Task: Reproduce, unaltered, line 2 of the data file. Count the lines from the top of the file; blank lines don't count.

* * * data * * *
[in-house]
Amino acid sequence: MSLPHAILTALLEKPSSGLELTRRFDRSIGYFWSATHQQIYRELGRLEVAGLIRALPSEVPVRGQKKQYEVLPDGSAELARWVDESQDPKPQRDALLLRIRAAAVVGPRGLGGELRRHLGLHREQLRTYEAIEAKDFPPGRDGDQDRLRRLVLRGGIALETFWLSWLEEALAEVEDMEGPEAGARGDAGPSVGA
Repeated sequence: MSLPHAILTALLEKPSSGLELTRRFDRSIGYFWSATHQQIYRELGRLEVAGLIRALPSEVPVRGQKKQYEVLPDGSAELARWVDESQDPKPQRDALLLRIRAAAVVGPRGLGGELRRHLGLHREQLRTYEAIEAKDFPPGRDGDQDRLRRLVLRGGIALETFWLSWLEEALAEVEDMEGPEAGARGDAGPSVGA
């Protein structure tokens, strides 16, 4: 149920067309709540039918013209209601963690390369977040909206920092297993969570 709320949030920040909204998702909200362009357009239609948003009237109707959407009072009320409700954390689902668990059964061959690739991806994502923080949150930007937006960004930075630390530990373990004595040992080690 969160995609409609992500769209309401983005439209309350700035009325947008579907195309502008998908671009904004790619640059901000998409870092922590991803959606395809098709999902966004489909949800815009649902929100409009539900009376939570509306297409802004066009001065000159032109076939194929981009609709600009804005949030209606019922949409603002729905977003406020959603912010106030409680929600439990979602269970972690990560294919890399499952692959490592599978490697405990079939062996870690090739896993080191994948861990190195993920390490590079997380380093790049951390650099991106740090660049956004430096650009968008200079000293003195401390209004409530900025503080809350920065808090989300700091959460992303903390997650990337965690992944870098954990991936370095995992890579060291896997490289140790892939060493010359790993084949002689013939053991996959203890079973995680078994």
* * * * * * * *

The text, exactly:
Amino acid sequence: MSLPHAILTALLEKPSSGLELTRRFDRSIGYFWSATHQQIYRELGRLEVAGLIRALPSEVPVRGQKKQYEVLPDGSAELARWVDESQDPKPQRDALLLRIRAAAVVGPRGLGGELRRHLGLHREQLRTYEAIEAKDFPPGRDGDQDRLRRLVLRGGIALETFWLSWLEEALAEVEDMEGPEAGARGDAGPSVGA